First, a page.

“Through an examination of the 2006 applications for the Elective Classification for Community Engagement from the Carnegie Foundation for the Advancement of Teaching, this study explores the ways in which promotion and tenure policies reward community-engaged scholarship. Evidence from the applications and from campus documents reveals examples of significant shifts in policy that reflect cultural changes. At the same time, there is evidence of persistent and deep-seated resistance to change that values and legitimizes community-engaged scholarship. Campuses that have revised their promotion and tenure guidelines to incorporate community engagement across the faculty roles seem to have institutional identities defined by commitments to the stewardship of local communities.”
Sandmann, L. R., Thornton, C. H., & Jaeger, A. J. (2011). Institutionalizing Community Engagement in Higher Education: New Directions for Higher Education. Hoboken: John Wiley & Sons.
“Leading scholars of engagement analyze data from the first wave of community-engaged institutions as classified by the Carnegie Foundation for the Advancement of Teaching. The analyses collectively serve as a statement about the current status of higher education community engagement in the United States. Eschewing the usual arguments about why community engagement is important, this volume presents the first large-scale stocktaking about the nature and extent of the institutionalization of engagement in higher education. Aligned with the Carnegie Community Engagement Classification framework, the dimensions of leading, student learning, partnering, assessing, funding, and rewarding are discussed. “This volume recognizes the progress made by this first wave of community-engaged institutions of higher education, acknowledges best practices of these exemplary institutions, and offers recommendations to leaders as a pathway forward.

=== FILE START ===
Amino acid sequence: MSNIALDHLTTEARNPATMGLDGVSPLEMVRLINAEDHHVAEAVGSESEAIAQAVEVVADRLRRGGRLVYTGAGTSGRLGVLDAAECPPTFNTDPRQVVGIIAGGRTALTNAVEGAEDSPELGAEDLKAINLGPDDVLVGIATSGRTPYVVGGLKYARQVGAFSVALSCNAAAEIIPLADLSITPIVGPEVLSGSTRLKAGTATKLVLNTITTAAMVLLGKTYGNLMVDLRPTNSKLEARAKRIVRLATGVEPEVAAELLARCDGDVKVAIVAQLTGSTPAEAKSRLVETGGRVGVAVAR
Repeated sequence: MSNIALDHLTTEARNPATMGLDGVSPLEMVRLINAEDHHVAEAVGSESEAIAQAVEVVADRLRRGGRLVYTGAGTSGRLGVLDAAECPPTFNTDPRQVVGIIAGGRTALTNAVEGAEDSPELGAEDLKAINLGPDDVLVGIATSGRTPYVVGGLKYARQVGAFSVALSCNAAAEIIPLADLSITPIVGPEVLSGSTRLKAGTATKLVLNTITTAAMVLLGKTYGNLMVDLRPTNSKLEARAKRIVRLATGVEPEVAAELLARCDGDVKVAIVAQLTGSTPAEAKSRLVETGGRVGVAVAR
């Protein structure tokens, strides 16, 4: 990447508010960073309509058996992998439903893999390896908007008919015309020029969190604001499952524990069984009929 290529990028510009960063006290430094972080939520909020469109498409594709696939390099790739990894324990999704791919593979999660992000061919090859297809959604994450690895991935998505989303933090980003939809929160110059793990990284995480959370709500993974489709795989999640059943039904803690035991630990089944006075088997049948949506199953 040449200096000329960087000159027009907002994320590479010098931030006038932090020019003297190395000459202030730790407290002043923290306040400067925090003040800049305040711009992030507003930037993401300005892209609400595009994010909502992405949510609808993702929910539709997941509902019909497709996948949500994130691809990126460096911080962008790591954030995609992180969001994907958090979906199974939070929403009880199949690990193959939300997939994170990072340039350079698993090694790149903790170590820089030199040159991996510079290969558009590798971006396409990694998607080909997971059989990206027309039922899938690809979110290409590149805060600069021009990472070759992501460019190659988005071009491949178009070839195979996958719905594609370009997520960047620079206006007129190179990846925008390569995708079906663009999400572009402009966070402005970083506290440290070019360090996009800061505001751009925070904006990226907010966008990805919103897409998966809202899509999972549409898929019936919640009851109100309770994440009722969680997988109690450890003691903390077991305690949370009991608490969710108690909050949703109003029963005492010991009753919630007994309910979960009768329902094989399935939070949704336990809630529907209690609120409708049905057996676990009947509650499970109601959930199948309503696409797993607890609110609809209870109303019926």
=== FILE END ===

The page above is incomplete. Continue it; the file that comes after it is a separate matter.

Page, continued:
“This is the 147th volume of the Jossey-Bass higher education quarterly report series New Directions for Higher Education. Addressed to presidents, vice presidents, deans, and other higher-education decision-makers on all kinds of campuses, New Directions for Higher Education provides timely information and authoritative advice about major issues and administrative problems confronting every institution.”
Zuiches, James J. et al. (2008). Attaining Carnegie’s Community-Engagement Classification. Change: The Magazine of Higher Learning, 40 (1), 42-45.
From the article: “Now that the Carnegie Foundation for the Advancement of Teaching has designated a first round of institutions that meet its criteria for engagement with their communities, those of us at North Carolina State University involved with winning the classification for the institution offer our reflections on the process for other colleges and universities preparing similar applications. We learned a great deal about our own institution as we addressed the concepts and processes underpinning the documentation of engagement. More importantly, we discuss how we defined, interpreted, and responded to measures of institutional identity and engagement activities. We also offer lessons learned about the importance of logistics and discuss the benefits of this effort.” READ MORE